Continuing its exploration at the ringed giant of the solar system, NASA’s Cassini spacecraft has completed a dive through the ice plume ejecta material of the Saturnian moon Enceladus. The dive, designed to collect data about the mysterious subterranean salt water ocean on Enceladus, took Cassini on its deepest dive ever into the mysterious plumes of the ice moon.
Cassini’s latest dive:
Following from several close encounters with Enceladus in recent years, NASA is in the midst of sending its tenured Saturnian spacecraft through a series of three close flybys — the first of which occurred on 14 October — of the icy moon.
Wednesday’s flyby, the second and closest of the three flybys, took Cassini just 49 kilometers (30 miles) above the surface of Enceladus and directly into the deepest accessible parts of the moon’s southern ejecta plumes.
While this approach is not the closest the craft has ever come to Enceladus (that occurred in October 2008 when Cassini passed just 25 kilometers (16 miles) above the icy moon’s surface), it was the lowest-altitude with which Cassini will pass through an active ejecta plume.
And with good reason. This deep dive will allow Cassini to collect valuable scientific data regarding the subterranean aspect of Enceladus’ salt water ocean.
Specifically, Cassini scientists are hopeful that data from Wednesday’s flyby will provide evidence of how much hydrothermal activity is occurring in the moon’s subterranean ocean and how the amount of activity impacts the habitability of Enceladus’ ocean.
On Thursday, Cassini scientists confirmed the first data confirming the flyby had arrived, although images only began to arrive on Friday morning.
Early in its mission at Saturn, Cassini discovered Enceladus’ remarkable geologic activity, including a towering plume of ice, water vapor, and organic molecules spraying from its south polar region.
Subsequent Cassini observations and flybys of Enceladus confirmed the presence of a large, subterranean global ocean, likely supported by hydrothermal activity.
The discovery skyrocketed Enceladus into a unique and very small list of planets and moons holding the potential ingredients needed to support simple life.
At that point, Enceladus became a prime contender for consideration from Cassini as the spacecraft lives out the remainder of its life at Saturn — called the “Cassini Grand Finale” — leading to the end of the craft’s mission on 15 September 2017 with a destructive entry into Saturn’s atmosphere.
The choice to end Cassini’s mission with destruction instead of permanent placement into a stable orbit of Saturn outside of Phoebe’s orbit was chosen in part due to a lack of continued scientific possibilities from Cassini as well as the rising nature of habitability of Saturn’s moons and a direct corresponding need to protect those moons from possible contamination from Cassini.
While the recent and upcoming flybys of Enceladus are not designed to detect life, they will provide powerful new insights about how habitable the ocean environment is within Enceladus.
To this end, scientists hope that Wednesday’s flyby will provide insights about how much hydrothermal activity — chemistry involving rock and hot water — is occurring within Enceladus, as this activity could have important implications for the potential habitability of the ocean for simple forms of life.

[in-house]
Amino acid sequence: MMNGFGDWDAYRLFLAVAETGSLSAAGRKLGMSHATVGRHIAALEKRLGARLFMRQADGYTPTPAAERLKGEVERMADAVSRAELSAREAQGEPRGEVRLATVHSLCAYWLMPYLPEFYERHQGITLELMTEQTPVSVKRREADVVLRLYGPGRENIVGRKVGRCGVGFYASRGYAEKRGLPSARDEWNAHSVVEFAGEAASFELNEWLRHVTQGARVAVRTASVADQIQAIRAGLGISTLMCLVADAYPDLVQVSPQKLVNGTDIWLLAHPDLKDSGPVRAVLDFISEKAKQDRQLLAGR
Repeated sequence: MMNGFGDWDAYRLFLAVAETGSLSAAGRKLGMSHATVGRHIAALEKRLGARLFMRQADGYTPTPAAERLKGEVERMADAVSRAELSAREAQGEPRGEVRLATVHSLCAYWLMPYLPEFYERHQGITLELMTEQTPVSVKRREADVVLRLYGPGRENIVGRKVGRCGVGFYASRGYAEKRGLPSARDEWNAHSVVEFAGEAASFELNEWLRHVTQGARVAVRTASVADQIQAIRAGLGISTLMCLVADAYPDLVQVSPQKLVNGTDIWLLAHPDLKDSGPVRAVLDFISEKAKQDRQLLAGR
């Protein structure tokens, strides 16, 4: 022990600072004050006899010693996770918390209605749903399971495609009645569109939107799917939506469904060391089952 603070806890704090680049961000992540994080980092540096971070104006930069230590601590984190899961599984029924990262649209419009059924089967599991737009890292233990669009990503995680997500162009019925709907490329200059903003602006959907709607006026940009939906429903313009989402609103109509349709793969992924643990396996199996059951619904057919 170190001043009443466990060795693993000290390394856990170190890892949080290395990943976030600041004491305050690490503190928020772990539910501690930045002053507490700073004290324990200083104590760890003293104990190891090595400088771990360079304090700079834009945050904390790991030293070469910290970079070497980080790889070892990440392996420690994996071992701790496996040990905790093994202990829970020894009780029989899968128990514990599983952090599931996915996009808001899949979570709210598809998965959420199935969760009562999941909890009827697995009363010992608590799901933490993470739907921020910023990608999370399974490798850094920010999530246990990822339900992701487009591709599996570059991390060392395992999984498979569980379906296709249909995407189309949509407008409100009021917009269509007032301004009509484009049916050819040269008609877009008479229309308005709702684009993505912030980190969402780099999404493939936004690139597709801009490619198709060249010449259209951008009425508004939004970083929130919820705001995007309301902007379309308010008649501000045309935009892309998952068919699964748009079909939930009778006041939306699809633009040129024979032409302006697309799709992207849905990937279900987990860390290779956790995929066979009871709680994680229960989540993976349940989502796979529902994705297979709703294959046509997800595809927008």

If the spacecraft’s Ion and Neutral Mass Spectrometer (INMS) instrument detects molecular hydrogen as it travels through the plume, scientists may get the measurements they need to answer these questions.
“Confirmation of molecular hydrogen in the plume would be an independent line of evidence that hydrothermal activity is taking place in the Enceladus ocean, on the seafloor,” said Hunter Waite, INMS team lead at Southwest Research Institute in San Antonio.
“The amount of hydrogen would reveal how much hydrothermal activity is going on.”
Moreover, Wednesday’s encounter will help scientists better understand the chemistry of the plumes emanating from Enceladus’ south polar region.
The low altitude of the encounter was, in part, intended to afford Cassini’s instruments — specifically, the Cosmic Dust Analyzer (CDA) — greater sensitivity to heavier, more massive molecules, including organics, than the spacecraft has observed during previous, higher-altitude passes through the plume.
The CDA, capable of detecting up to 10,000 particles per second from Enceladus’ ejecta plume, is expected to reveal how much material the plume is spraying from the moon’s ocean into the space around Saturn.
“There’s really no room for ambiguity,” said Sascha Kempf, a CDA team co-investigator at the University of Colorado at Boulder.
“The data will either match what our models are telling us about the rate at which the plume is producing material, or our concept of how the plume works needs additional thought.”
Understanding this aspect of Enceladus is imperative to understanding how long the moon as been active.
Likewise, the flyby was designed to help solve the mystery of whether Enceladus’ plumes are composed of column-like, individual jets, or sinuous, icy curtain eruptions — or a combination of both.
“Cassini truly has been a discovery machine for more than a decade,” said Curt Niebur, Cassini program scientist at NASA Headquarters in Washington.
“This incredible plunge through the Enceladus plume is an amazing opportunity for NASA and its international partners on the Cassini mission to ask, ‘Can an icy ocean world host the ingredients for life?'”
Given the importance to astrobiology, it will be several months before detailed findings of Wednesday’s flyby are announced.
In fact, Cassini will likely have completed the third and final of this series of close flybys of Enceladus on 19 December before results of the flyby are announced.
(Images via NASA).